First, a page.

SINGAPORE: Chicago soybean and corn futures slid on Friday with both markets set for weekly declines, under pressure from disappointing US weekly exports and ample global supplies.
Wheat edged higher but the market is poised for a weekly loss on better-than-expected US winter crop prospects.
The most-active soybean contract on the Chicago Board of Trade is down half a percent this week, corn has lost 0.8 percent and wheat has given up 1.3 percent. All three markets posted gains last week. Soybeans came under pressure after the US Department of Agriculture reported export sales of US soybeans in the week to April 4 at 280,400 tonnes, well below a range of trade expectations. Corn export sales, at 548,000 tonnes, also fell below expectations.
There is additional pressure stemming from higher output in South America. Argentina will harvest 55 million tonnes of soy this season, the Buenos Aires Grains Exchange said on Thursday, citing high yields as it raised its previous forecast a day after the Rosario exchange also increased its estimate for the crop.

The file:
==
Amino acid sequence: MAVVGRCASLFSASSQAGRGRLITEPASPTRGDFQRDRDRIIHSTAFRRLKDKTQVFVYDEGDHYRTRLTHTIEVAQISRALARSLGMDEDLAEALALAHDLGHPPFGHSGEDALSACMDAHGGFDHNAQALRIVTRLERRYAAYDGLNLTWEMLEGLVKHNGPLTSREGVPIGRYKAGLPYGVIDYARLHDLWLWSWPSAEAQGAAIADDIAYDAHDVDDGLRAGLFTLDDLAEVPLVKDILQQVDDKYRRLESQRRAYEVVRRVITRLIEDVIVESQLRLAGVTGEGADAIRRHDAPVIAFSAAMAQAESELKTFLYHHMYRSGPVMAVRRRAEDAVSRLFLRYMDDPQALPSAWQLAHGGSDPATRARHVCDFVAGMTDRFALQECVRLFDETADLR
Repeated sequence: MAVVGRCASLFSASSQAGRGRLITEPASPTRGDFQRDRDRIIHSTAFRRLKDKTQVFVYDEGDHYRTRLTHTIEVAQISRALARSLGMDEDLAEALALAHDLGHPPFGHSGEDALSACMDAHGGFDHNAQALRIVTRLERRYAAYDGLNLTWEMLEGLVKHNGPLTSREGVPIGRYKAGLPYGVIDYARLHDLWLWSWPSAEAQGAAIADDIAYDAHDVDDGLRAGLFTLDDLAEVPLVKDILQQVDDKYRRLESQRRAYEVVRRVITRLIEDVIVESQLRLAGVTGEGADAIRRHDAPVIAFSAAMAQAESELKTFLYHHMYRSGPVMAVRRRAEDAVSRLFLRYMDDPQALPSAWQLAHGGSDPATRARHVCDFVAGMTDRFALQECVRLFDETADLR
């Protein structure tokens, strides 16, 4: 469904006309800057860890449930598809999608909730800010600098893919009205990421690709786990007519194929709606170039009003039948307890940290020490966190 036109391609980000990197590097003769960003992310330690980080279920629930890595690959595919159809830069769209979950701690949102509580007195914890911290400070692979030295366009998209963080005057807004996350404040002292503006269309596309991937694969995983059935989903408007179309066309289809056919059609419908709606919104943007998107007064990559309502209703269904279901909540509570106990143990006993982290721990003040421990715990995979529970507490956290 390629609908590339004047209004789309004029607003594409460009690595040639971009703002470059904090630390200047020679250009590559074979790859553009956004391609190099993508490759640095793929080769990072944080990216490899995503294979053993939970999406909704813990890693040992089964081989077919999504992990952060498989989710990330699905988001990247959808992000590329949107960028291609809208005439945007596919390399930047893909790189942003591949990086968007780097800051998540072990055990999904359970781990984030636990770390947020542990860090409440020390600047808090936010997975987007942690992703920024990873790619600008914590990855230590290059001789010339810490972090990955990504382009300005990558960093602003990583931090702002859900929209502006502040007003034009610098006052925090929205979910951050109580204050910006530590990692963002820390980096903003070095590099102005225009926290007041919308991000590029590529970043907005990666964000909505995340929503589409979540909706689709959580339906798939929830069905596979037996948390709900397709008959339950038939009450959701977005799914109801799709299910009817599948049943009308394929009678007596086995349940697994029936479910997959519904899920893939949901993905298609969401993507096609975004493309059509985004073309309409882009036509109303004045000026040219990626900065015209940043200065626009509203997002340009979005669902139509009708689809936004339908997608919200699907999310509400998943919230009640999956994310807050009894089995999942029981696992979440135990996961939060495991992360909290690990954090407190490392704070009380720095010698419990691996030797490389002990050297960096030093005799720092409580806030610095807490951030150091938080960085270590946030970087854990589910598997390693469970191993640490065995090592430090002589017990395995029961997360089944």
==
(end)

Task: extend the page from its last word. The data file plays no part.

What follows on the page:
Mild weather for the Pampas farm belt over the last month has pumped yields to higher-than-expected levels as growers bring in the crop. An ample harvest of soy, Argentina’s main cash crop, would help bring in export tax revenue needed by the government to cut its fiscal deficit.
A second “bomb cyclone” blizzard hitting the United States was limiting the movement and processing of corn, soybeans and wheat around the Midwest and Plains on Thursday.
“Weather forecasters do not seem to think the cold will do much damage to crops,” said Tobin Gorey, director of agricultural strategy at Commonwealth Bank of Australia. “And the additional moisture may benefit some crops on the western side of US winter wheat. —Reuters